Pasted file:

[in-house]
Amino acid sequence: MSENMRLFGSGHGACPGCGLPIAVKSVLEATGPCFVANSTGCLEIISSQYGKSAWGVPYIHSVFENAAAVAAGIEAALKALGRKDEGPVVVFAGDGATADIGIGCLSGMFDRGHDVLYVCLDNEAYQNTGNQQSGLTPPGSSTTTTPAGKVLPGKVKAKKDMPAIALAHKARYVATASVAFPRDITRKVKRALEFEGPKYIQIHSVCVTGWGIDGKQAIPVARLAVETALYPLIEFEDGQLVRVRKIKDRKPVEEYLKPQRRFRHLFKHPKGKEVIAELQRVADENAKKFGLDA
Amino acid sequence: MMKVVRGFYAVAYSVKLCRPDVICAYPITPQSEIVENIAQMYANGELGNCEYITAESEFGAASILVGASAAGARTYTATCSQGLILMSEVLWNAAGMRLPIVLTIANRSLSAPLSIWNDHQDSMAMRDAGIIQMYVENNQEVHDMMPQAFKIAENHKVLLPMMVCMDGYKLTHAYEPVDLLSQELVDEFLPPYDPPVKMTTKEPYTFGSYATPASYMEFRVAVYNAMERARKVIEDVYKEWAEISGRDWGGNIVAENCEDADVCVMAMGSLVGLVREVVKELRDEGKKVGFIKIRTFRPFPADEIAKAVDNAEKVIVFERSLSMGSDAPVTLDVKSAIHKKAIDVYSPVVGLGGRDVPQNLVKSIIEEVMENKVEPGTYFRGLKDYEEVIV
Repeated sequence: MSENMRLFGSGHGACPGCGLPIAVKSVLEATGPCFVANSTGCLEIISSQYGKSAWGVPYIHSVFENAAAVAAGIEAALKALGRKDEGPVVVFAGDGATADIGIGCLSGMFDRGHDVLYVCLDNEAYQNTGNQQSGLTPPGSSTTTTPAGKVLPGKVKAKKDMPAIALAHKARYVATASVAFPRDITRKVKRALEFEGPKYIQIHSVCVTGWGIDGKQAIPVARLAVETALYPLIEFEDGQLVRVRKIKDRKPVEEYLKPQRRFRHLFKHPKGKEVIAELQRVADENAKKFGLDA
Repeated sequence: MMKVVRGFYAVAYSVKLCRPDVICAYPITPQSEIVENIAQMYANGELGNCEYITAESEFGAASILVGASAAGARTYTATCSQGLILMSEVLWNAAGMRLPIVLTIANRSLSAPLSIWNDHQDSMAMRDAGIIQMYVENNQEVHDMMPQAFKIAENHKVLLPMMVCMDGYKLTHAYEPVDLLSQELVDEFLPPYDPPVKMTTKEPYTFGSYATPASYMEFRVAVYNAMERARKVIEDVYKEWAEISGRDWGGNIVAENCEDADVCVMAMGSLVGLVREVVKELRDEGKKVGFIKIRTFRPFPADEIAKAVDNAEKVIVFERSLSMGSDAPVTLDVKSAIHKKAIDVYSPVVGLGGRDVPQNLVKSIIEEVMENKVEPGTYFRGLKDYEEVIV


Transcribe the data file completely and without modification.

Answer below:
[in-house]
Amino acid sequence: MSENMRLFGSGHGACPGCGLPIAVKSVLEATGPCFVANSTGCLEIISSQYGKSAWGVPYIHSVFENAAAVAAGIEAALKALGRKDEGPVVVFAGDGATADIGIGCLSGMFDRGHDVLYVCLDNEAYQNTGNQQSGLTPPGSSTTTTPAGKVLPGKVKAKKDMPAIALAHKARYVATASVAFPRDITRKVKRALEFEGPKYIQIHSVCVTGWGIDGKQAIPVARLAVETALYPLIEFEDGQLVRVRKIKDRKPVEEYLKPQRRFRHLFKHPKGKEVIAELQRVADENAKKFGLDA
Amino acid sequence: MMKVVRGFYAVAYSVKLCRPDVICAYPITPQSEIVENIAQMYANGELGNCEYITAESEFGAASILVGASAAGARTYTATCSQGLILMSEVLWNAAGMRLPIVLTIANRSLSAPLSIWNDHQDSMAMRDAGIIQMYVENNQEVHDMMPQAFKIAENHKVLLPMMVCMDGYKLTHAYEPVDLLSQELVDEFLPPYDPPVKMTTKEPYTFGSYATPASYMEFRVAVYNAMERARKVIEDVYKEWAEISGRDWGGNIVAENCEDADVCVMAMGSLVGLVREVVKELRDEGKKVGFIKIRTFRPFPADEIAKAVDNAEKVIVFERSLSMGSDAPVTLDVKSAIHKKAIDVYSPVVGLGGRDVPQNLVKSIIEEVMENKVEPGTYFRGLKDYEEVIV
Repeated sequence: MSENMRLFGSGHGACPGCGLPIAVKSVLEATGPCFVANSTGCLEIISSQYGKSAWGVPYIHSVFENAAAVAAGIEAALKALGRKDEGPVVVFAGDGATADIGIGCLSGMFDRGHDVLYVCLDNEAYQNTGNQQSGLTPPGSSTTTTPAGKVLPGKVKAKKDMPAIALAHKARYVATASVAFPRDITRKVKRALEFEGPKYIQIHSVCVTGWGIDGKQAIPVARLAVETALYPLIEFEDGQLVRVRKIKDRKPVEEYLKPQRRFRHLFKHPKGKEVIAELQRVADENAKKFGLDA
Repeated sequence: MMKVVRGFYAVAYSVKLCRPDVICAYPITPQSEIVENIAQMYANGELGNCEYITAESEFGAASILVGASAAGARTYTATCSQGLILMSEVLWNAAGMRLPIVLTIANRSLSAPLSIWNDHQDSMAMRDAGIIQMYVENNQEVHDMMPQAFKIAENHKVLLPMMVCMDGYKLTHAYEPVDLLSQELVDEFLPPYDPPVKMTTKEPYTFGSYATPASYMEFRVAVYNAMERARKVIEDVYKEWAEISGRDWGGNIVAENCEDADVCVMAMGSLVGLVREVVKELRDEGKKVGFIKIRTFRPFPADEIAKAVDNAEKVIVFERSLSMGSDAPVTLDVKSAIHKKAIDVYSPVVGLGGRDVPQNLVKSIIEEVMENKVEPGTYFRGLKDYEEVIV